Conclusion : The level of evidence was low regarding answering each of the questions posed, preventing firm conclusions. Urodynamic findings do correlate with relevant symptoms and, to some extent, with symptom severity, giving reasonable diagnostic accuracy. There is no reliable evidence that preoperative urodynamic diagnosis improves outcome from surgery for stress incontinence although it is likely to facilitate preoperative discussion. Tests to differentiate sphincter deficiency and urethral hypermobility are not currently recommended due to poor validity and reproducibility. This along with the current use of mid-urethral tapes as the universal primary surgical procedure means differentiation is not a necessity. Preoperative diagnosis of detrusor overactivity does not appear to worsen surgical outcome in women with a primary symptom of stress leakage. Large, well-designed prospective studies are now underway to provide a definitive answer to these questions.


Keywords: Review, urinary incontinence, urodynamics


How to cite this article:
Housley SL, Harding C, Pickard R. Urodynamic assessment of urinary incontinence. Indian J Urol 2010;26:215-20

How to cite this URL:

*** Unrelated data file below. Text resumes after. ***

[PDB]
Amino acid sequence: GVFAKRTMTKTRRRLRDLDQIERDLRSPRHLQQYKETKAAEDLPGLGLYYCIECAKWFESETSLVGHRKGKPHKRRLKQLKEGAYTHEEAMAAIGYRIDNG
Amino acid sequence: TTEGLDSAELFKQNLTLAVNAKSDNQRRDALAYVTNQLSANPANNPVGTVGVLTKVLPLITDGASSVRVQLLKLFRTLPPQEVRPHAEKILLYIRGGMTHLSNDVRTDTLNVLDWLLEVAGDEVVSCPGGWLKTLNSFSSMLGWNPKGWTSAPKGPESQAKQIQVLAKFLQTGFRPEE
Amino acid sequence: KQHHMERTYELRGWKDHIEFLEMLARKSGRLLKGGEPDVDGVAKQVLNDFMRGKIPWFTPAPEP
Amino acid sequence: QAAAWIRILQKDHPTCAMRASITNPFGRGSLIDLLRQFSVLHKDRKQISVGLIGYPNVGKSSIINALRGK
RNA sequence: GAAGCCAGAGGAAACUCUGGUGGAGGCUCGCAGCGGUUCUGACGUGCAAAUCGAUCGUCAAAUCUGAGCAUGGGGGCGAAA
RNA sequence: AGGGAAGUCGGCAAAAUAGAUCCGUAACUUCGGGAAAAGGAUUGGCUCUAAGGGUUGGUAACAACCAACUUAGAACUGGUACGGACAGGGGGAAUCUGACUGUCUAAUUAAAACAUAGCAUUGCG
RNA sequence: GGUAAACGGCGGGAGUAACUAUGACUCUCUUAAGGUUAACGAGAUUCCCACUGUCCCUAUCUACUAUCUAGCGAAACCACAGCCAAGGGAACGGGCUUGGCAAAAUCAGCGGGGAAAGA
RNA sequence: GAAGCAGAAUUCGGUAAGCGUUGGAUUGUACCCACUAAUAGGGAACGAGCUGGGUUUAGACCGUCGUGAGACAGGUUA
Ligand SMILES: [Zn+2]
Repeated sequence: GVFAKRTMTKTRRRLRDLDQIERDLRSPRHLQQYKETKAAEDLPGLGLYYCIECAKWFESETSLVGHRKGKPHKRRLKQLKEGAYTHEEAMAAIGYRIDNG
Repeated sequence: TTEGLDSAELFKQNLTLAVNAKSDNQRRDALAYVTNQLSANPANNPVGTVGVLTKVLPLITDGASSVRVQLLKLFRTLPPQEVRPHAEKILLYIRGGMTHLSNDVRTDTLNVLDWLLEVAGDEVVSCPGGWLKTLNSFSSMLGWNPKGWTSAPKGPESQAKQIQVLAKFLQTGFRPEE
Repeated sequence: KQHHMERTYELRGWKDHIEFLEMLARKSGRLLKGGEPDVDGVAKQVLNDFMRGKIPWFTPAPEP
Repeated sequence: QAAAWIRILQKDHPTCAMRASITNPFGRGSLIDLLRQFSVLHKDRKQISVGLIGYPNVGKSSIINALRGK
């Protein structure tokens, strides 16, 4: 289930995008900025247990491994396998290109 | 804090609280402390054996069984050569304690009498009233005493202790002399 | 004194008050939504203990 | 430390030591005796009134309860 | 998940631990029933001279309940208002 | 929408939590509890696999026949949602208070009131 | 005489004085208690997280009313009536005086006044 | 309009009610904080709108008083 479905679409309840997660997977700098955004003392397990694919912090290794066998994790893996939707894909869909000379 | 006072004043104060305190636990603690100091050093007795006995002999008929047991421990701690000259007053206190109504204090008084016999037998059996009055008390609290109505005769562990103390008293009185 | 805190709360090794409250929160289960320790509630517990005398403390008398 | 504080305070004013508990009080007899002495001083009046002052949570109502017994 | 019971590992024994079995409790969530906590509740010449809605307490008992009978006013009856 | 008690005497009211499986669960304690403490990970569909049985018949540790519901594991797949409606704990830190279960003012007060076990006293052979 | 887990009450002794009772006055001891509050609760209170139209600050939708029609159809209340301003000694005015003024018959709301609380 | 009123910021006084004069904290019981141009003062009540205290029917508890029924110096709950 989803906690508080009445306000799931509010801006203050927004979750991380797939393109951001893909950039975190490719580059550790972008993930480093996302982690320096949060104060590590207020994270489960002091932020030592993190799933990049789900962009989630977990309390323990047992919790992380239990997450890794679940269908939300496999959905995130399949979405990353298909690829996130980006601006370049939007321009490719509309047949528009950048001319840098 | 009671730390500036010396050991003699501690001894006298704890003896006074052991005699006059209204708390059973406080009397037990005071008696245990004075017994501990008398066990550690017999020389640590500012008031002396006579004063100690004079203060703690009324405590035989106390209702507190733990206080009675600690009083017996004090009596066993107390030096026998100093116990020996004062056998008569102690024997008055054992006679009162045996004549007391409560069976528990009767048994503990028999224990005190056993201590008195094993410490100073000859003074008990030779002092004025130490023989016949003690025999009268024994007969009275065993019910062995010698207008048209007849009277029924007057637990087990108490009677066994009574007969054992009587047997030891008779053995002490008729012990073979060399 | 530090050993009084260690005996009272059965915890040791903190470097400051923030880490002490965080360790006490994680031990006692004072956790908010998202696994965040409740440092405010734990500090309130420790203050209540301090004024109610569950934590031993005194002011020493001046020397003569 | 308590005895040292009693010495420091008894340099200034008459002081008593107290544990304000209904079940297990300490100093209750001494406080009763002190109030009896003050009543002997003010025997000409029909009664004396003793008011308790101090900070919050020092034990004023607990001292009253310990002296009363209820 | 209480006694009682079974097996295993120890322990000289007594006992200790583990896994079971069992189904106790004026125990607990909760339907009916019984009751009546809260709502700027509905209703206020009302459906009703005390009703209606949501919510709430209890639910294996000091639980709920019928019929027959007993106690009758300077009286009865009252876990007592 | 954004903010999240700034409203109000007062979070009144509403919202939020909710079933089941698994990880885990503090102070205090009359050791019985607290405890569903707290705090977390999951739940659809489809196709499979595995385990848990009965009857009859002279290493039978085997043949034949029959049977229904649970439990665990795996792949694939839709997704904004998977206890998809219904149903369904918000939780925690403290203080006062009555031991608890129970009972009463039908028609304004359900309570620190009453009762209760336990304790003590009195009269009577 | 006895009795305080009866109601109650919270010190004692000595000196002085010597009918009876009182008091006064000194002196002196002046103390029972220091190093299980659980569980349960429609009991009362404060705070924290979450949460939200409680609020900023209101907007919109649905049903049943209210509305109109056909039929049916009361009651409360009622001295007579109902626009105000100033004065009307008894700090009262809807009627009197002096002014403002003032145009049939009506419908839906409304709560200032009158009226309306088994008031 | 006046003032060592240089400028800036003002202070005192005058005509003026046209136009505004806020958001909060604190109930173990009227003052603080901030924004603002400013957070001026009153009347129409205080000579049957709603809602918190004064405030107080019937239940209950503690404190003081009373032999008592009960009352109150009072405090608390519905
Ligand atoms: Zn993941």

Housley SL, Harding C, Pickard R. Urodynamic assessment of urinary incontinence. Indian J Urol [serial online] 2010 [cited 2019 Oct 18];26:215-20. Available from: http://www.indianjurol.com/text.asp?2010/26/2/215/65392



   Introduction Top


Scope of review

Urinary incontinence has a significant impact on the quality of life of the affected individual and carries a substantial financial burden on any healthcare system. A shift to less invasive techniques has meant surgery is more accessible to patients and is being performed with increasing frequency. A key clinical research question in this area is where urodynamic diagnostics tests should be placed in the assessment pathway. This review highlights relevant findings from current literature to help guide clinicians regarding the use of cystometry in the investigation of urinary incontinence.